Monday, 23 September 2019
Researching Lunesdale and the Lake District
Friday was a beautiful day, and the weather was ideal for a trip with two research objectives in mind. First, I aimed to gather more material for a forthcoming introduction to a novel in the British Library Crime Classics series by Carol Rivett, better known as E.C.R. Lorac (although the book in question will be one of those she wrote under another name, Carol Carnac). I was lucky enough to talk to someone who actually knew Carol Rivett in the years up to the author's death in 1958. It was a fascinating conversation. What's more, I've acquired an original manuscript by the author for the Detection Club's archives, held at Gladstone's Library. Developing the archives is a very long-term project, but one which I believe is hugely worthwhile. It's so easy for writers and their work, even fine writers and great books, to disappear from the public consciousness. The aim of the archives is to preserve a wide range of items of crime fiction heritage, and to make them accessible to members of the public.
My kind and generous hosts also made me a present of two works of art from their Rivett inheritance, as well as showing me a number of fascinating items in their possession. Carol was a gifted artist, and above is an example of a Christmas card, depicting an interior scene from her home in Aughton, which she designed and sent in 1956.
We met in the small village of Gressingham in picturesque Lunesdale, close to Aughton, where Carol Rivett lived for the last fifteen or sixteen years of her life. The next leg of my journey took me to Ulverston. I've been researching the next Lake District Mystery for some time, and I wanted to absorb myself again in some of the countryside (just outside the national park in this case) which provides part of the background for the book.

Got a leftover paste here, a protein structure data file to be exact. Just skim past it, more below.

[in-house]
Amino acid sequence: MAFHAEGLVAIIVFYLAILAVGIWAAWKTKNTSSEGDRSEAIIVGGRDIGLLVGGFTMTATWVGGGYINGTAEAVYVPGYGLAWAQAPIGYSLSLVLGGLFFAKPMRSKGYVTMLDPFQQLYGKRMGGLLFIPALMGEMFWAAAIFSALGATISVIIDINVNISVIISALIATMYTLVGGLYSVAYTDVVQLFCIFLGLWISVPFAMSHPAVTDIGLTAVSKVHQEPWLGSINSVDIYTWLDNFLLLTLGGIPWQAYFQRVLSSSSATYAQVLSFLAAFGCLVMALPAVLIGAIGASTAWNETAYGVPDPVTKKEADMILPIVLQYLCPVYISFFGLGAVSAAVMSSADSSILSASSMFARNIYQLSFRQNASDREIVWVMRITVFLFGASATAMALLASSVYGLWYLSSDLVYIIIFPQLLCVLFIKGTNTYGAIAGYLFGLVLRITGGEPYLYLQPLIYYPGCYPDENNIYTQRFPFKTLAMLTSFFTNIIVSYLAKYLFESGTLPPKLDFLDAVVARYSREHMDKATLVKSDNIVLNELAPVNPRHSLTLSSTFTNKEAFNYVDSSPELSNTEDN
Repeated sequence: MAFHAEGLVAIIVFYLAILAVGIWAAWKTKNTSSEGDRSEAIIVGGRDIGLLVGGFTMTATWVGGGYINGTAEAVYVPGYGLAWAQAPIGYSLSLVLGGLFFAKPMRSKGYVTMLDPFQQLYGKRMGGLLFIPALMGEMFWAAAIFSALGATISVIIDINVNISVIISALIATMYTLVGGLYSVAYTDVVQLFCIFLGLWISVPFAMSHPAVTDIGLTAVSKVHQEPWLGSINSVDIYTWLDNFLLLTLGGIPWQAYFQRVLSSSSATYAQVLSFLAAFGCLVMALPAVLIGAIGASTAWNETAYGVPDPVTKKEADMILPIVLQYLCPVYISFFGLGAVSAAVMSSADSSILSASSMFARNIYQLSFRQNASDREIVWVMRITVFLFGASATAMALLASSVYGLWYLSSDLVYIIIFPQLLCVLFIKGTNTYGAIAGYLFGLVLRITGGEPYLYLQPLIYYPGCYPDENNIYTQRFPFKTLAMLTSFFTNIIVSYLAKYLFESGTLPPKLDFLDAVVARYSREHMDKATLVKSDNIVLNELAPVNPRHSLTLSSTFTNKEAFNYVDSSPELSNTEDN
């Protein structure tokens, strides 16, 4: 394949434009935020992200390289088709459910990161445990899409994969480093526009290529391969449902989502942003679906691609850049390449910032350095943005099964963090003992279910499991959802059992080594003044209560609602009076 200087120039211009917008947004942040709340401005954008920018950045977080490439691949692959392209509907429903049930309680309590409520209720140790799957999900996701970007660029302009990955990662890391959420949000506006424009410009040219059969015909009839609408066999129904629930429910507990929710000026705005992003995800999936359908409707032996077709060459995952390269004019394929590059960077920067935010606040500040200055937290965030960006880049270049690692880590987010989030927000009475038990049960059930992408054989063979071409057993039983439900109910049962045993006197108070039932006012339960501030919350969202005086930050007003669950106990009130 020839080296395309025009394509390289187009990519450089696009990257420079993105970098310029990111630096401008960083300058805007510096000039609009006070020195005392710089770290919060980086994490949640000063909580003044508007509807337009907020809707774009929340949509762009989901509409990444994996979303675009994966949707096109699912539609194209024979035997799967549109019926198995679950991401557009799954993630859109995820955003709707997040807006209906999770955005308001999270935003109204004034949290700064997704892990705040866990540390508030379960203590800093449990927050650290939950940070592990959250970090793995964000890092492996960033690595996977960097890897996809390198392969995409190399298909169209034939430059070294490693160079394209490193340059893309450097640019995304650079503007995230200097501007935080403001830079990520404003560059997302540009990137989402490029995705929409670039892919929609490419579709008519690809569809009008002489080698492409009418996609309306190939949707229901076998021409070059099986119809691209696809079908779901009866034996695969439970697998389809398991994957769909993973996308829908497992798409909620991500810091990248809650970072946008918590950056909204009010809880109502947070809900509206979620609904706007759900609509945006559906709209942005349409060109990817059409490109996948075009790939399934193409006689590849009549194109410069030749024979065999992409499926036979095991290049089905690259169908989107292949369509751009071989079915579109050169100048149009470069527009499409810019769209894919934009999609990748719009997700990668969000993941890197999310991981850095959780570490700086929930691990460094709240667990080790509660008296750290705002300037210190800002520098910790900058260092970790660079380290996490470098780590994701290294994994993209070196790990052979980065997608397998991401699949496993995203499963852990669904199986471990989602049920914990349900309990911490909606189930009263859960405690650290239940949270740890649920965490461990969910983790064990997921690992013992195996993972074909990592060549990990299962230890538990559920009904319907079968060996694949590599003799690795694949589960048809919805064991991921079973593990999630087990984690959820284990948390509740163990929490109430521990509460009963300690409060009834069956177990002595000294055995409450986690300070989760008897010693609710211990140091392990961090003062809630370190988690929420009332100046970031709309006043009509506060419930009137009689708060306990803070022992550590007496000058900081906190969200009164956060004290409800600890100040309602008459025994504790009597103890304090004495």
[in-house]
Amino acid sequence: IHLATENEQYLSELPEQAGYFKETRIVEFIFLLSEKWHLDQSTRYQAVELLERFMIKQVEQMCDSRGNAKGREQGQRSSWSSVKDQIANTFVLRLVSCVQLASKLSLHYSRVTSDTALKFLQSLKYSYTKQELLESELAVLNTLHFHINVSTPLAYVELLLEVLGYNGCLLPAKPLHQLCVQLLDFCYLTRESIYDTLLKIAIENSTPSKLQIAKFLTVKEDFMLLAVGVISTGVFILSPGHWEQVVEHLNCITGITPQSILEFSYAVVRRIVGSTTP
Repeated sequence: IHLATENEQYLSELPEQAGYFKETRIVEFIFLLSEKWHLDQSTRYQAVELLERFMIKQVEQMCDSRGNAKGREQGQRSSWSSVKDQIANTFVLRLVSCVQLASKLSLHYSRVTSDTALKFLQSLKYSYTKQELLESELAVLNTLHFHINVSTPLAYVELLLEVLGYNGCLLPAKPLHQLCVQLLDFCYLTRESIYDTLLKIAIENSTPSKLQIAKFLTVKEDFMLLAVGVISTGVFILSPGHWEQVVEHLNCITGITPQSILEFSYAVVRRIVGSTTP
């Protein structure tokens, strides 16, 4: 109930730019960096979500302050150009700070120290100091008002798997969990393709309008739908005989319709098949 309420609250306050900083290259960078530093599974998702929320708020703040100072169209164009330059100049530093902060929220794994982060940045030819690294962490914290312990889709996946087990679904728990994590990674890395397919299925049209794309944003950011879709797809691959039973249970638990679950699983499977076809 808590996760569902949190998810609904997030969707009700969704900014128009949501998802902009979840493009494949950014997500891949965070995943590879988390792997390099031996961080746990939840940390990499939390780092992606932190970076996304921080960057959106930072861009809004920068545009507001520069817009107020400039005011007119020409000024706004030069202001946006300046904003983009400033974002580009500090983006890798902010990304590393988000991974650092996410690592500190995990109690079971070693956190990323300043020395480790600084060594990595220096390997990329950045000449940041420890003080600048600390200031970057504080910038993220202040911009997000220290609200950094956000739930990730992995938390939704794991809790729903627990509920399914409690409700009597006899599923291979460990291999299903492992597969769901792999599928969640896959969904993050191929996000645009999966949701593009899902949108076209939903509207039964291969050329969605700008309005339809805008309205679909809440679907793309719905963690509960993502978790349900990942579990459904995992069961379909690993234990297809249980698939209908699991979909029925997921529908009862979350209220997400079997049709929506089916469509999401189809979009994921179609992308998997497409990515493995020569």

Earlier this year, while taking part in a talk at Ulverston Library, I met a fellow crime writer, Zosia Wand, who lives in the town. Zosia is the author of Trust Me and The Accusation, and is also a successful writer for radio, coach of writers, and playwright. She's lived in Ulverston for some years, and kindly took me on a tour which encompassed both the Hoad Monument (a lighthouse-like tower on top of a hill) and Conishead Priory (above photo), now a charming Buddhist retreat, with woodland walks to the shore. The views of Morecambe Bay were absolutely magnificent.
I was so inspired by these sights that instead of setting off home straight away, I made the most of the sunshine by driving further along the coast, as far as Roa Island on the tip of the Furness peninsula, with views of Piel Island, which I visited four years ago - yes, I've been thinking about this new novel for four years! And whilst roaming, I came upon the ideal setting for the opening scenes. All in all, truly rewarding trip.